Extech CO220 Desktop Indoor Air Quality CO2 Meter

Extech CO220 Desktop Indoor Air Quality CO2 Meter


The Extech CO220 is ideal for monitoring air quality and insuring proper air ventilation in public areas.


  • Maintenance free NDIR (non-dispersive infrared) CO2 sensor
  • Calculates Dew Point and Wet Bulb values
  • Audible CO2 warning alarm when concentration level exceeds high or low user set point
Free Shipping on this product
Your Price
Usually ships in 3-5 days

Shipping Information
Return Policy
Why Buy From Fondriest?


The Extech Desktop Air Quality CO2 Monitor features a maintenance free, non-dispersive infrared CO2 sensor that measures concentration levels of carbon dioxide in indoor environments. Six facial icons are displayed indicating the air quality levels. An audible CO2 warning alarm is activated when the concentration level exceeds high or low user set points. The monitor also measures air temperature, humidity, dew point, and wet bulb. Up to 99 readings can be stored and recalled on the unit.

Notable Specifications:
  • Carbon Dioxide Range: 0 to 9,999ppm
  • Carbon Dioxide Resolution: 1ppm
  • Temperature Range: 14 to 140°F (-10 to 60°C
  • Temperature Resolution: 0.1°F/°C
  • Humidity Range: 0.1 to 99.9%RH
  • Humidity Resolution: 0.1%RH
  • Dew Point Range: -94 to 140°F (-70 to 60°C)
  • Dew Point Resolution: 0.1°F/°C
  • Wet Bulb Range: 14 to 140°F (-10 to 60°C)
  • Wet Bulb Resolution: 0.1°F/°C
  • Ips% Range: -1428 to 51 lps%*
  • Ips% Resolution: 1%
  • cfm/p Range: -30 to 1 cmf/p*
  • cfm/p Resolution: 1 cfm/p
  • Dimensions: 6.1 x 3.4 x 3.2" (155 x 87 x 81mm)
  • Weight: 5.8oz (165g)

*Ranges are calculated from 0 to 1000ppm

What's Included:
  • (1) CO2 monitor
  • (1) AC adaptor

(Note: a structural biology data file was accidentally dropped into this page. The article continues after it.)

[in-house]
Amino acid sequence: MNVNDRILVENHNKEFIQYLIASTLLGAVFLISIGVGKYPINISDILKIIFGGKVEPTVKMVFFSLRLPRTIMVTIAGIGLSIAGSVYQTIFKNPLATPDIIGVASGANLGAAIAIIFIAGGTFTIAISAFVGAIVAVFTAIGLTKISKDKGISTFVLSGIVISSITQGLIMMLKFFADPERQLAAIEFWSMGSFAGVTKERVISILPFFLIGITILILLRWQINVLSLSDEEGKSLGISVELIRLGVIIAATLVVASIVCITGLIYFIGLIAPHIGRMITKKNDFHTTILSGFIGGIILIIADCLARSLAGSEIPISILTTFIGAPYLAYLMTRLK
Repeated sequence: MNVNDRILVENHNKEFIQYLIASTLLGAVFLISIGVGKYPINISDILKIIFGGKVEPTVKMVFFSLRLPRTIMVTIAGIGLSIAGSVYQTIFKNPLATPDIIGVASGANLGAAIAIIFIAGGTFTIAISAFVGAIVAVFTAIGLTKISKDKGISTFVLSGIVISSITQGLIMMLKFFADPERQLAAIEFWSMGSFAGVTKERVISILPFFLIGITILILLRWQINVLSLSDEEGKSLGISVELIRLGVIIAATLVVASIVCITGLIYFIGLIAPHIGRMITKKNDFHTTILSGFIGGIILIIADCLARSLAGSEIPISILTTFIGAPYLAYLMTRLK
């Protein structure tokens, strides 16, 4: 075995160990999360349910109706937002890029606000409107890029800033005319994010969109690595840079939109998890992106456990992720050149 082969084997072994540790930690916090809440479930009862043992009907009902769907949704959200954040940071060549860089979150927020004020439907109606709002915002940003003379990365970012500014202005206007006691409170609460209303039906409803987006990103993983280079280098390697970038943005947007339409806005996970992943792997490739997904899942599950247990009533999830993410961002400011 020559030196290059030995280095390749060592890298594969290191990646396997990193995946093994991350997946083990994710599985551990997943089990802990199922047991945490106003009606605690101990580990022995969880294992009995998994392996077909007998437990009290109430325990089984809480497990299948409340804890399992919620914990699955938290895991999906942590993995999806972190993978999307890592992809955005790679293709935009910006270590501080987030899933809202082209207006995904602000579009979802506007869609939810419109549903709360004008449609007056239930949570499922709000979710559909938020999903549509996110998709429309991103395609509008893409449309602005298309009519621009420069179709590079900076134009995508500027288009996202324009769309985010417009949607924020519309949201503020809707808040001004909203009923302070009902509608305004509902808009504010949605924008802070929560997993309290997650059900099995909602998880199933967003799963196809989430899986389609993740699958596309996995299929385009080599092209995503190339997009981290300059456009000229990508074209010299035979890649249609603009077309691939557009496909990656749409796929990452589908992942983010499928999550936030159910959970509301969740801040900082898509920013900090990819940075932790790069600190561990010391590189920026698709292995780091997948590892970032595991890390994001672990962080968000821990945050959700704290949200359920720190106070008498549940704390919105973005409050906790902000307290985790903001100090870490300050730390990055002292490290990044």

Image Part # Product Description Price Stock Order
Extech CO220 Desktop Indoor Air Quality CO2 Meter CO220 Desktop indoor air quality carbon dioxide meter
Usually ships in 3-5 days

Extech CO220 Desktop Indoor Air Quality CO2 Meter Reviews

| Write a Review

Be the first to write a review

In The News

First Environmental Monitoring System For Baltimore’s Inner Harbor

Baltimore’s Inner Harbor and the rivers that flow into it are important sources of water to Chesapeake Bay, popular recreation sites and the targets of an ambitious clean-up plan. But the city has for some time lacked an environmental monitoring system for tracking water quality in the harbor continuously. That is about to change, thanks to a collaboration between the U.S. Geological Survey (USGS) and Environmental Protection Agency (EPA). It will lead to the new installation of a suite of sensors that will provide the public and scientists with the first comprehensive, real time look at water quality in the harbor.

Read More

Parasite Behind Yellowstone River Fish Kill Found In Other Rivers

A parasite that caused a massive fish kill in Montana’s Yellowstone River has been found in at least seven other rivers in the state, according to the Bozeman Daily Chronicle . Scientists with the Montana Fish, Wildlife and Parks department made the find. So far, the parasite has been confirmed in the upper and lower Madison, East Gallatin, Bighorn, Stillwater, and Boulder Rivers. It had already been confirmed in the Jefferson and Shields Rivers. The microscopic parasite causes proliferative kidney disease, one of the most serious diseases to impact whitefish and trout. The effect of the disease on Yellowstone’s fish populations is exacerbated by other stressors like near-record low flows, consistent high temperatures and the disturbance caused by recreational activities.

Read More

ESPniagara Tracks Algal Toxins In Lake Erie, Protects Drinking Water

It may have taken 20 years and $20 million to develop, but Lake Erie researchers working to fight harmful algal blooms (HABs) now have a new tool to safeguard drinking water: ESPniagara. The advanced sampler has been called a “lab in a can” for its ability to sample microcystins, the most common algal toxin these days, in almost real time. The big gadget’s name is a mashup between “ESP,” for environmental sample processor, and the name of Admiral Oliver Hazard Perry’s ship during the War of 1812. “We wanted to name it something that was significant to Lake Erie,” said Tim Davis, molecular biologist and lead HABs researcher at the National Oceanic and Atmospheric Administration’s Great Lakes Environmental Research Lab (NOAA GLERL) in Ann Arbor, Mich.

Read More